With air quality already suffering in NJ, energy projects threaten to make it worse

Despite fewer cars on the road last year, New Jersey averaged 46 days of high air pollution, according to a report from Environment New Jersey Research & Policy Center, Frontier Group and the NJPIRG Law & Policy Center.

The report tracked air pollution data from the Environmental Protection Agency around the state. Both air particulate and ozone levels were tracked; particulate pollution is solid or liquid matter in the air (dust, soot, combustion byproducts, etc.) and ground-level ozone is caused by  a combination of pollutants and heat from sunlight. Both are quite bad for humans, especially those who face prolonged exposure. 

“Exposure to ozone and particulate matter pollution that’s produced has been linked to premature death; damage to respiratory and cardiovascular systems; diminished mental health and neural functioning; problems with fertility, pregnancy and birth; and increased risk of many types of cancer,” said Catherine Chen, hospitalist and assistant professor at Robert Wood Johnson Medical School. “These effects are particularly detrimental to children. For example, today in Newark nearly one in four children have asthma—a rate three times higher than the national average.”

A coalition of advocacy groups and concerned community members are coming together in Newark next month (Nov. 10) to protest two proposed facilities that would likely exacerbate air quality issues: the Aires sludge plant and the Passaic Valley Sewerage Commission (PSVC) power plant. PSVC is proposing a gas-fired power plant; part of a resiliency proposal in the wake of Hurricane Sandy. The Aires plant, meanwhile, would burn biofuels (sludge from landfills) and turn it into energy.

Both plants run counter to the state’s focus on switching entirely to clean energy (biofuels emit carbon dioxide into the atmosphere when burned). Said Emma Horst-Martz, advocate with the NJPIRG Law & Policy Center, in the release of the report: “Though we’ve made progress toward cleaner air, we need to end our reliance on fossil fuels to make lasting improvements. Air pollution is making people sick.”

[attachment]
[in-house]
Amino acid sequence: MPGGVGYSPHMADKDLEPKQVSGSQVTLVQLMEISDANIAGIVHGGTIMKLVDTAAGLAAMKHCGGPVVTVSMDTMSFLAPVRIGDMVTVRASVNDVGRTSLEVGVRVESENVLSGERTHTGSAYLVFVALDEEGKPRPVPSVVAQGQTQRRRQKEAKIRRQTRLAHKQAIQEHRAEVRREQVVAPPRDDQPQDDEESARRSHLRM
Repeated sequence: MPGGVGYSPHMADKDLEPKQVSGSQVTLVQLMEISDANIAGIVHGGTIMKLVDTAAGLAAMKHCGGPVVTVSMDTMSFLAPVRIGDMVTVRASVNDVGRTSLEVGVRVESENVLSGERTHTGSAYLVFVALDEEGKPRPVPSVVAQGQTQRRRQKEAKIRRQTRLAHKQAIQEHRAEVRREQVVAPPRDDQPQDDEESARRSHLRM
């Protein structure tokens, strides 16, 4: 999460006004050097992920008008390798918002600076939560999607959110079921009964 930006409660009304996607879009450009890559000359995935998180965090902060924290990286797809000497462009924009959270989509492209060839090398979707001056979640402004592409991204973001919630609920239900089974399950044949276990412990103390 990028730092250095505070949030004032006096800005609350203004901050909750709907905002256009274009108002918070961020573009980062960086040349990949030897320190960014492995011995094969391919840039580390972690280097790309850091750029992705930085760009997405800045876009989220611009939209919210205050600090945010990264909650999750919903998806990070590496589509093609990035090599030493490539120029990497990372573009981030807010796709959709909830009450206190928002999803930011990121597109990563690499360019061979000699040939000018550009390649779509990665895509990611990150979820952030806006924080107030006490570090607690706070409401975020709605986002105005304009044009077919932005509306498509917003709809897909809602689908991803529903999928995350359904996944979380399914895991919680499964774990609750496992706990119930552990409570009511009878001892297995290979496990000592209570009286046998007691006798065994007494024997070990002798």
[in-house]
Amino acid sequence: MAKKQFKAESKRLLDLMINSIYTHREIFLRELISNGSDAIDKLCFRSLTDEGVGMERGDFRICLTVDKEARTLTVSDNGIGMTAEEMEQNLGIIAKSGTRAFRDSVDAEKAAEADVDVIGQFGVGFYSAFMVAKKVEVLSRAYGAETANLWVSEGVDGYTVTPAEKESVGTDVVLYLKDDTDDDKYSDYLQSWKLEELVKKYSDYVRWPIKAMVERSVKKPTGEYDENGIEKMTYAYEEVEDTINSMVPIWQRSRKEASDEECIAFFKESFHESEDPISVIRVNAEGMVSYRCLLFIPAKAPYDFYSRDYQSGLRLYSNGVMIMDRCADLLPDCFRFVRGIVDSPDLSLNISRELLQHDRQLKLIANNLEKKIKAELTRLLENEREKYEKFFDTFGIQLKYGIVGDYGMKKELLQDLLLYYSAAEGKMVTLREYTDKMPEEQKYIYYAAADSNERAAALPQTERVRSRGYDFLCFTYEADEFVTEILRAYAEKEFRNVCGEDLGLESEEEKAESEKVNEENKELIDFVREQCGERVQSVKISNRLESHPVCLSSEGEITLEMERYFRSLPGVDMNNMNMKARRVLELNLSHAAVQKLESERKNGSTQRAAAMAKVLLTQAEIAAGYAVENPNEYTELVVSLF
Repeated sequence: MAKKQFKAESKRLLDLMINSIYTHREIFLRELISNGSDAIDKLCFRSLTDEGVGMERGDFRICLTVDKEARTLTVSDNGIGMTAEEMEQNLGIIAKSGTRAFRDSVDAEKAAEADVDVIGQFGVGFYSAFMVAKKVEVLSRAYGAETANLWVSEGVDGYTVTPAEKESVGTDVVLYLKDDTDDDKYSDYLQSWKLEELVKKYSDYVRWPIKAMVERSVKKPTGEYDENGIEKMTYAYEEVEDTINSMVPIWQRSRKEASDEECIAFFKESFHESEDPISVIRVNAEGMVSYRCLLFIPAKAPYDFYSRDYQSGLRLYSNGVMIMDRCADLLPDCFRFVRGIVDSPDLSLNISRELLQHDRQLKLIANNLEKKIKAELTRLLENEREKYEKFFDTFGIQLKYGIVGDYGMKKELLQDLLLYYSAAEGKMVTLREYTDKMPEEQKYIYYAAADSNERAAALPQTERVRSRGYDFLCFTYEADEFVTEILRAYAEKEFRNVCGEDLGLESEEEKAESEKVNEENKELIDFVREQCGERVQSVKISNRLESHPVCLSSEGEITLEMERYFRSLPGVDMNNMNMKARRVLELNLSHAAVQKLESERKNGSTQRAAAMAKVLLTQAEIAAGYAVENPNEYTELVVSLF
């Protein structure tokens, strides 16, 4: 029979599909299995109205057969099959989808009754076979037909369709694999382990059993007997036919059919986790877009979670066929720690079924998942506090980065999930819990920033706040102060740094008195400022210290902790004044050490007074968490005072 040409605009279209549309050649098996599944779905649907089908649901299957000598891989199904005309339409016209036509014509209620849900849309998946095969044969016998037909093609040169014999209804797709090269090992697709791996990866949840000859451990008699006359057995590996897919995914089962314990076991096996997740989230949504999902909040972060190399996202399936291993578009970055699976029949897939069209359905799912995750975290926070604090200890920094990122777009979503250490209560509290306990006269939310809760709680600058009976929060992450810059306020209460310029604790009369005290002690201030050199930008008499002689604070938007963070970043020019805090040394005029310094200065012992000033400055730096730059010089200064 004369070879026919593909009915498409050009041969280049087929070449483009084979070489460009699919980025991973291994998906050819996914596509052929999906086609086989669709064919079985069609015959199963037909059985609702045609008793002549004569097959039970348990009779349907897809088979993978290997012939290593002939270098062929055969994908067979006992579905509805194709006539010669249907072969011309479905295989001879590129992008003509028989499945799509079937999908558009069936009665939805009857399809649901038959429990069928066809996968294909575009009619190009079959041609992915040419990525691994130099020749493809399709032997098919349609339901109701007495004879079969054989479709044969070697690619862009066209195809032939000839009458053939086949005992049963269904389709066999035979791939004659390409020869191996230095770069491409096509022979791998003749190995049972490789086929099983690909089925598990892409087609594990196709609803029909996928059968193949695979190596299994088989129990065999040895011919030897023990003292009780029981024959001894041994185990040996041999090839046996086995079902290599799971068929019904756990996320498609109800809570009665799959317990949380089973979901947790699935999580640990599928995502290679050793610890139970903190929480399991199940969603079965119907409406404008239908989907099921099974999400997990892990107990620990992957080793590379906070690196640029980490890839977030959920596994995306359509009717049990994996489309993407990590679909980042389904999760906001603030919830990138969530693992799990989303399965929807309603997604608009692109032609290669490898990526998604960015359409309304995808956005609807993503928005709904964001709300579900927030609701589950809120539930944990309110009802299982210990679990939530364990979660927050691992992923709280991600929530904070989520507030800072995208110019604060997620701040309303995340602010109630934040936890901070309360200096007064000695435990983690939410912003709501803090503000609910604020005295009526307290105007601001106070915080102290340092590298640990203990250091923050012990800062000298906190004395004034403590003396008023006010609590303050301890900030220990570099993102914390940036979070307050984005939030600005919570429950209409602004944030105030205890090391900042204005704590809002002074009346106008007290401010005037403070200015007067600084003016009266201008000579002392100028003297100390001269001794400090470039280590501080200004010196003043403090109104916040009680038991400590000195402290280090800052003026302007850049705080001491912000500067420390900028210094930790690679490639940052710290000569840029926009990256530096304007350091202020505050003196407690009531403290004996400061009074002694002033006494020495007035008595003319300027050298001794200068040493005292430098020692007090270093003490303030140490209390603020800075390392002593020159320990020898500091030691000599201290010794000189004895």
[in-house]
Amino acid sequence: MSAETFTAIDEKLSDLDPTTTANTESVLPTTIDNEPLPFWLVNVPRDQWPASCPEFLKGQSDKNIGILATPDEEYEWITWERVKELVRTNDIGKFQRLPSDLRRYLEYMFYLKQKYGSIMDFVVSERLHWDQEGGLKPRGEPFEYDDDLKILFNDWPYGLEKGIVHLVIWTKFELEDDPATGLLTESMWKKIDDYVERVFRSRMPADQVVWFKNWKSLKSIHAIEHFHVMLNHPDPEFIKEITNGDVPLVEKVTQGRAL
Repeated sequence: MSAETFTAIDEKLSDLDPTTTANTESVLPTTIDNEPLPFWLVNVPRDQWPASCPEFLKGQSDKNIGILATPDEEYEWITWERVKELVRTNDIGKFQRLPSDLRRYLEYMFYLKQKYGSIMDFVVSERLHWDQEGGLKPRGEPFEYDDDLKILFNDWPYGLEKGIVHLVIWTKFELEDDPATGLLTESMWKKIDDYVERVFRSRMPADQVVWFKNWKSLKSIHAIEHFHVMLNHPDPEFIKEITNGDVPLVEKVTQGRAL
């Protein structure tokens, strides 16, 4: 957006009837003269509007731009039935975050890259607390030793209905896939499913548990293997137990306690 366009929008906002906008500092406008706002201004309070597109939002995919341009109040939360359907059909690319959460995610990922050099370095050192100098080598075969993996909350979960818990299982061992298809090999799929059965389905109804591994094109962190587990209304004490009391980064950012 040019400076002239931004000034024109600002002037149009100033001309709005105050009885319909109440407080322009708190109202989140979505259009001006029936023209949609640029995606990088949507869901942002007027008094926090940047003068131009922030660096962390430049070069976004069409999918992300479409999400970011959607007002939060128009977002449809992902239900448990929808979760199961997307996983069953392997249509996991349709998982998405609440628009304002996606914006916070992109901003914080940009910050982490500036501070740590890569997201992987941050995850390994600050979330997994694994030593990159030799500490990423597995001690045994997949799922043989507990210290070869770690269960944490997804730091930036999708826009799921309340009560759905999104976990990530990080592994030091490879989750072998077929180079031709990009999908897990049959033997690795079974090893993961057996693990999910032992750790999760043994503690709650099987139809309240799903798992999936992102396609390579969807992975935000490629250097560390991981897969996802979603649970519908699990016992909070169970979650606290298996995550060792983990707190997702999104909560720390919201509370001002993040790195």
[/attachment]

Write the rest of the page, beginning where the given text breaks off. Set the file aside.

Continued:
The report also tracked bad air days across the country: More than 70% of the U.S. population was exposed to greater than a month’s worth of elevated levels of ozone or particulate pollution. Of course, global warming has made the situation worse: hotter temperatures create more days where ground-level ozone is possible, and the increase in wildfires has led to more days with particulates in the air. (Fires from the American West made it all the way across the country this year.)

Like everything that deals with global warming and changing human behavior, solutions are tricky. But there are some ways identified in the report to try to lower the number of high air pollution days. First, we ought to end new fossil fuel projects, like the ones in Newark mentioned above. Second, lawmakers at the state and federal levels could invest in truly green energy projects; there’s an opportunity in the infrastructure bill that’s currently being negotiated.

“This new report is very troubling, we are clearly at a tipping point in our country, climate change is here, and we are seeing its very real consequences every day,” said Congressman Andy Kim in a statement: “We need to make big investments now that will create thousands of jobs here in New Jersey and provide a cleaner, safer environment for us, our kids, and generations to come.”

We could also electrify the transportation sector (that’d go a long, long way), incentivize private transitions to renewable energy, and strengthen air quality standards.